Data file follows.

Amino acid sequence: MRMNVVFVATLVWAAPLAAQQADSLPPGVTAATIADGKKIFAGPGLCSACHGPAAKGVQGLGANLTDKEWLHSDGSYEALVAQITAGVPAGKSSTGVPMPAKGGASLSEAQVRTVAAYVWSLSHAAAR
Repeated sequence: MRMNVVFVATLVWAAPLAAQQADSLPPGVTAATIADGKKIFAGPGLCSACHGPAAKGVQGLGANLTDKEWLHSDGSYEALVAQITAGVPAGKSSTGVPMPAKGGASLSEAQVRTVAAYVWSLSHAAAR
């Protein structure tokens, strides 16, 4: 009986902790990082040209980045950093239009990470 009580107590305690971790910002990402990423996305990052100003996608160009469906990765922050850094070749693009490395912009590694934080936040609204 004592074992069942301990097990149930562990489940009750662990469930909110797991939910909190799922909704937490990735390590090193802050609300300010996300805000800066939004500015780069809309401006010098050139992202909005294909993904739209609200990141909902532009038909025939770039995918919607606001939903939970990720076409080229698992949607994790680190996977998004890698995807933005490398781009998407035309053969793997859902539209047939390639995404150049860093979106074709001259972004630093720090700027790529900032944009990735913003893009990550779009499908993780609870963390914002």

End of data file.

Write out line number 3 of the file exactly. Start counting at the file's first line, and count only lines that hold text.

């Protein structure tokens, strides 16, 4: 009986902790990082040209980045950093239009990470 009580107590305690971790910002990402990423996305990052100003996608160009469906990765922050850094070749693009490395912009590694934080936040609204 004592074992069942301990097990149930562990489940009750662990469930909110797991939910909190799922909704937490990735390590090193802050609300300010996300805000800066939004500015780069809309401006010098050139992202909005294909993904739209609200990141909902532009038909025939770039995918919607606001939903939970990720076409080229698992949607994790680190996977998004890698995807933005490398781009998407035309053969793997859902539209047939390639995404150049860093979106074709001259972004630093720090700027790529900032944009990735913003893009990550779009499908993780609870963390914002």